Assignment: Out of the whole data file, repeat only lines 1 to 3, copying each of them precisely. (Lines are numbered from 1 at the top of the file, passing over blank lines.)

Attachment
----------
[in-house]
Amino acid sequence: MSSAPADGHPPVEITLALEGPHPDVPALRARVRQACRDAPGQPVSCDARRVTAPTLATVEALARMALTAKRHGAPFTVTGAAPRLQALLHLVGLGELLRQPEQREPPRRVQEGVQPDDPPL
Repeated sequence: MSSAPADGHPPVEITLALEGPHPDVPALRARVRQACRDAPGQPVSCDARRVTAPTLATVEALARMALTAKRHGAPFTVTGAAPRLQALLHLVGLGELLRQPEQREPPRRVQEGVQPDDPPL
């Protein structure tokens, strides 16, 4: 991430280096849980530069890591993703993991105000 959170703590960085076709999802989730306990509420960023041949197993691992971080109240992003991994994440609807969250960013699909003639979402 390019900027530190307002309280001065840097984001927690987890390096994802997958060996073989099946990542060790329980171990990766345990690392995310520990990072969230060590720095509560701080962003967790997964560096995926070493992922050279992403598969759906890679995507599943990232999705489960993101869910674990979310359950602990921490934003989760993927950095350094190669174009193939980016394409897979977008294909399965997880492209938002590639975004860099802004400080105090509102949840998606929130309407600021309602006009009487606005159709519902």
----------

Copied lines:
[in-house]
Amino acid sequence: MSSAPADGHPPVEITLALEGPHPDVPALRARVRQACRDAPGQPVSCDARRVTAPTLATVEALARMALTAKRHGAPFTVTGAAPRLQALLHLVGLGELLRQPEQREPPRRVQEGVQPDDPPL
Repeated sequence: MSSAPADGHPPVEITLALEGPHPDVPALRARVRQACRDAPGQPVSCDARRVTAPTLATVEALARMALTAKRHGAPFTVTGAAPRLQALLHLVGLGELLRQPEQREPPRRVQEGVQPDDPPL